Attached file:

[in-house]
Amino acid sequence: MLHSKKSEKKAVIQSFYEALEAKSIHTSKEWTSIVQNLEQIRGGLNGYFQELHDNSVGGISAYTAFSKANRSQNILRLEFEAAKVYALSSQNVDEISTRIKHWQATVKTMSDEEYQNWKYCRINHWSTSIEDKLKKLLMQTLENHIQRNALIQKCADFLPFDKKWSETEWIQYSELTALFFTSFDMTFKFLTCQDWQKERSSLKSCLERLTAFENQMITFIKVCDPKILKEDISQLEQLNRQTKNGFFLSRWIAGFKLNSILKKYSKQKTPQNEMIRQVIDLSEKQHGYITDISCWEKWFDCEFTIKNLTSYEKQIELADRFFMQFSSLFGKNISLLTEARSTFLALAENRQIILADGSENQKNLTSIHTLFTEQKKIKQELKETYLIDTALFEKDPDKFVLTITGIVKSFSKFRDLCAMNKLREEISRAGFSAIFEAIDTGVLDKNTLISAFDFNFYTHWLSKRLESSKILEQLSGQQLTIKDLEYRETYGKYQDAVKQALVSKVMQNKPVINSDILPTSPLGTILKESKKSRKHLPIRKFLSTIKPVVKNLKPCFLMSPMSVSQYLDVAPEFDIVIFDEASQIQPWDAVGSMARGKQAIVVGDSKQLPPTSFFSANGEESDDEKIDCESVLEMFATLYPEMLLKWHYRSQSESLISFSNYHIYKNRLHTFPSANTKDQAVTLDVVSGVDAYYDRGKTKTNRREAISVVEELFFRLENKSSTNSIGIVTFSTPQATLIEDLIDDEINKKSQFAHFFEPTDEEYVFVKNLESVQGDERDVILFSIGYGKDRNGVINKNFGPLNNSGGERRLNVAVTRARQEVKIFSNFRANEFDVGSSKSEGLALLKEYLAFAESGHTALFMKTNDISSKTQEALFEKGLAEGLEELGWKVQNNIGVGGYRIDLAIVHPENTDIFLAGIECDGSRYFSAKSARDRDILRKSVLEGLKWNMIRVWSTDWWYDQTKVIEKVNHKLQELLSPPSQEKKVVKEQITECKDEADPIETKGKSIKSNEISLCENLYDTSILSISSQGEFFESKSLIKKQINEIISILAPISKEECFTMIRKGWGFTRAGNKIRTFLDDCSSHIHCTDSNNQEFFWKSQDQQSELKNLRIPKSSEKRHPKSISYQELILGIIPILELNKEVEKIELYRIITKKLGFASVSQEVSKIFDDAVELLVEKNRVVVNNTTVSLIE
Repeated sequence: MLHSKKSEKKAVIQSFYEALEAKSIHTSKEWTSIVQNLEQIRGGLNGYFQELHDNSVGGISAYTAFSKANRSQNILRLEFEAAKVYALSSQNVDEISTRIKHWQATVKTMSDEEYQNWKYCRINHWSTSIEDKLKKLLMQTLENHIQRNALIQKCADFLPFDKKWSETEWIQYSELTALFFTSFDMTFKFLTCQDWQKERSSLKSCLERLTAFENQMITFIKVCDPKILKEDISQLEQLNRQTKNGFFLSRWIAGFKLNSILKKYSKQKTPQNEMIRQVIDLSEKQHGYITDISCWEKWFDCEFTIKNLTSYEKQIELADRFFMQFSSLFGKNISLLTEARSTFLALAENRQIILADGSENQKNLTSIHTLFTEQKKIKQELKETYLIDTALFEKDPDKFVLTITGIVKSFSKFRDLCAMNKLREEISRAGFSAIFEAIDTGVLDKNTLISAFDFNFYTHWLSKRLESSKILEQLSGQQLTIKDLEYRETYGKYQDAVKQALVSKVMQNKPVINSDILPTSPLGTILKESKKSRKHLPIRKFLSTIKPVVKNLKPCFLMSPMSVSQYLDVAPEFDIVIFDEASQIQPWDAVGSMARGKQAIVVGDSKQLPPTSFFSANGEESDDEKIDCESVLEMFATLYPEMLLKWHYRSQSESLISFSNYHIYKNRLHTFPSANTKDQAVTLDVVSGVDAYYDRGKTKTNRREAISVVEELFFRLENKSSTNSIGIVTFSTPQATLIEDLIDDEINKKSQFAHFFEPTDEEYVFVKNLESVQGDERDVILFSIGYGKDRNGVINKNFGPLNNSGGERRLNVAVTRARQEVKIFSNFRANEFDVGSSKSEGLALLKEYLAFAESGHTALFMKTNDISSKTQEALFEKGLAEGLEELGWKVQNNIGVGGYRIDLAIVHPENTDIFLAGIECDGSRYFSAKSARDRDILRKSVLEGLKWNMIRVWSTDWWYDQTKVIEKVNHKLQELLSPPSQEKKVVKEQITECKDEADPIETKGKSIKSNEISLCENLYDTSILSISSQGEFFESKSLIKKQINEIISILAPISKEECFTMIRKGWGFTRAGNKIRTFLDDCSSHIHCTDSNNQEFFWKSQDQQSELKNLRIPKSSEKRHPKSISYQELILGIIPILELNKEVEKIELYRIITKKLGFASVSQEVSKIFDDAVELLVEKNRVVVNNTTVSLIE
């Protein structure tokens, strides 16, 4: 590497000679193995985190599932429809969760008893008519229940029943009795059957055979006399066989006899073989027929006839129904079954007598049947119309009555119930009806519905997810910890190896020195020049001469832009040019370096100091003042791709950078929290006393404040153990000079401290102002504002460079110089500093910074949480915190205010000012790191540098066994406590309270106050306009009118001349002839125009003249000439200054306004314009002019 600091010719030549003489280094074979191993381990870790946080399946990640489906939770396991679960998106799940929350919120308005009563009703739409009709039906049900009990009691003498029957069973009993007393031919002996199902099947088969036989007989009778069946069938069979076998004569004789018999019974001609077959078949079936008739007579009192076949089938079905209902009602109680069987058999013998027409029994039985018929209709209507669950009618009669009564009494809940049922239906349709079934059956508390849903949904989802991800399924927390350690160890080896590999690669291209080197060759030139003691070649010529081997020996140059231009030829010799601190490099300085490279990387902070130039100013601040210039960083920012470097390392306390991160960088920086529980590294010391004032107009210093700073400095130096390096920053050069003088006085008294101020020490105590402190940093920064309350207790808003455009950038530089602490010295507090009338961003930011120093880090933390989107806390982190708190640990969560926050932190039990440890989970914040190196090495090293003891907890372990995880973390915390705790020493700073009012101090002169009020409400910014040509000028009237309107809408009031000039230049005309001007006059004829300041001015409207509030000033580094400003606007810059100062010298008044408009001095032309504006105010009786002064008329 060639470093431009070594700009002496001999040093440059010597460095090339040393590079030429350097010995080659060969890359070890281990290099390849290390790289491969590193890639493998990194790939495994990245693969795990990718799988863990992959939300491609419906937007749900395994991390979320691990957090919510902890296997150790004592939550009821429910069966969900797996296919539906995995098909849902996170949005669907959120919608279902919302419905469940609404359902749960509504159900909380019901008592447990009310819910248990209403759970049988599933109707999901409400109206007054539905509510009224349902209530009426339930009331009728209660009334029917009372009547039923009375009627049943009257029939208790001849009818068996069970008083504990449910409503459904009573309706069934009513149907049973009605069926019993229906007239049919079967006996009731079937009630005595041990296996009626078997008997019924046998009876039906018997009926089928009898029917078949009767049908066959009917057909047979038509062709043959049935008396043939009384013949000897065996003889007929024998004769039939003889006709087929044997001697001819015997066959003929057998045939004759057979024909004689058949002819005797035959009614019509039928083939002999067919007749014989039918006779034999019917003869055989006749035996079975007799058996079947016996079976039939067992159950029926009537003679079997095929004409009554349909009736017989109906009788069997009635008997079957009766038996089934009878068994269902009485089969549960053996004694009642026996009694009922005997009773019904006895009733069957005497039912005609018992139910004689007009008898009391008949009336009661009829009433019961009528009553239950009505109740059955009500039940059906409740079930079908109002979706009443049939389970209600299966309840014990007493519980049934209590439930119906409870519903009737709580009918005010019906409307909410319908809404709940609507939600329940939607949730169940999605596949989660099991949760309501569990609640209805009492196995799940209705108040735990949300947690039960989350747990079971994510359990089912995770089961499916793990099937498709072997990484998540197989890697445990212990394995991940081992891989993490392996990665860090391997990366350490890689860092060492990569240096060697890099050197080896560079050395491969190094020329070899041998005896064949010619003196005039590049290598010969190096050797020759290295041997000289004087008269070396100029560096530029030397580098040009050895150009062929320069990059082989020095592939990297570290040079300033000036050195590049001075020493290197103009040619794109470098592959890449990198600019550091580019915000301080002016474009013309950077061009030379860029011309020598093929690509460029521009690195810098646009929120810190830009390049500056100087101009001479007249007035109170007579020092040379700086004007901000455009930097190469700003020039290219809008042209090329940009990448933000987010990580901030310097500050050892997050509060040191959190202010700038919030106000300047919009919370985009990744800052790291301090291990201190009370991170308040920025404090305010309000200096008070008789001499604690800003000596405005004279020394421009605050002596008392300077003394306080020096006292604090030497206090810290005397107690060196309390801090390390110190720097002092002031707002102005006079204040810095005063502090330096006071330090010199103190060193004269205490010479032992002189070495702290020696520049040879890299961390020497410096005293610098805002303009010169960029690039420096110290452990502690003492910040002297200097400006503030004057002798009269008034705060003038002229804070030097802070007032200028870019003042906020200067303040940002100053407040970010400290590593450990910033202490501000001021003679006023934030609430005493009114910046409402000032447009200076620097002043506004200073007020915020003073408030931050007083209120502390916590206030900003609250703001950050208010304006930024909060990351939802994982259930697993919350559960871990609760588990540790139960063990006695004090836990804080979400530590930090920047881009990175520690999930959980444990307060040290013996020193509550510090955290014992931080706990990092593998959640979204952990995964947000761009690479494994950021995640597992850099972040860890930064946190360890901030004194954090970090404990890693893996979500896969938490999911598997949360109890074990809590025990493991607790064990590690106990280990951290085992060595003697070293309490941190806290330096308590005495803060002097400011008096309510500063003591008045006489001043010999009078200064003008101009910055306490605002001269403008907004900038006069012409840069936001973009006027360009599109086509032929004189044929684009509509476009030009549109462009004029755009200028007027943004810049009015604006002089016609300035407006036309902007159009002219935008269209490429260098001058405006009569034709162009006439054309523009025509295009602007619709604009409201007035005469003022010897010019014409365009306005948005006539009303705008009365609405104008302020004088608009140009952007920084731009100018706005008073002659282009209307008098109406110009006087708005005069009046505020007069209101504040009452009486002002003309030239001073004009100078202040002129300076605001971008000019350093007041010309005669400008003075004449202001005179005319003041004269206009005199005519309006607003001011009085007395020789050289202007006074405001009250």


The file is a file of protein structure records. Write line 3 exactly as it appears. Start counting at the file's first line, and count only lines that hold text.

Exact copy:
Repeated sequence: MLHSKKSEKKAVIQSFYEALEAKSIHTSKEWTSIVQNLEQIRGGLNGYFQELHDNSVGGISAYTAFSKANRSQNILRLEFEAAKVYALSSQNVDEISTRIKHWQATVKTMSDEEYQNWKYCRINHWSTSIEDKLKKLLMQTLENHIQRNALIQKCADFLPFDKKWSETEWIQYSELTALFFTSFDMTFKFLTCQDWQKERSSLKSCLERLTAFENQMITFIKVCDPKILKEDISQLEQLNRQTKNGFFLSRWIAGFKLNSILKKYSKQKTPQNEMIRQVIDLSEKQHGYITDISCWEKWFDCEFTIKNLTSYEKQIELADRFFMQFSSLFGKNISLLTEARSTFLALAENRQIILADGSENQKNLTSIHTLFTEQKKIKQELKETYLIDTALFEKDPDKFVLTITGIVKSFSKFRDLCAMNKLREEISRAGFSAIFEAIDTGVLDKNTLISAFDFNFYTHWLSKRLESSKILEQLSGQQLTIKDLEYRETYGKYQDAVKQALVSKVMQNKPVINSDILPTSPLGTILKESKKSRKHLPIRKFLSTIKPVVKNLKPCFLMSPMSVSQYLDVAPEFDIVIFDEASQIQPWDAVGSMARGKQAIVVGDSKQLPPTSFFSANGEESDDEKIDCESVLEMFATLYPEMLLKWHYRSQSESLISFSNYHIYKNRLHTFPSANTKDQAVTLDVVSGVDAYYDRGKTKTNRREAISVVEELFFRLENKSSTNSIGIVTFSTPQATLIEDLIDDEINKKSQFAHFFEPTDEEYVFVKNLESVQGDERDVILFSIGYGKDRNGVINKNFGPLNNSGGERRLNVAVTRARQEVKIFSNFRANEFDVGSSKSEGLALLKEYLAFAESGHTALFMKTNDISSKTQEALFEKGLAEGLEELGWKVQNNIGVGGYRIDLAIVHPENTDIFLAGIECDGSRYFSAKSARDRDILRKSVLEGLKWNMIRVWSTDWWYDQTKVIEKVNHKLQELLSPPSQEKKVVKEQITECKDEADPIETKGKSIKSNEISLCENLYDTSILSISSQGEFFESKSLIKKQINEIISILAPISKEECFTMIRKGWGFTRAGNKIRTFLDDCSSHIHCTDSNNQEFFWKSQDQQSELKNLRIPKSSEKRHPKSISYQELILGIIPILELNKEVEKIELYRIITKKLGFASVSQEVSKIFDDAVELLVEKNRVVVNNTTVSLIE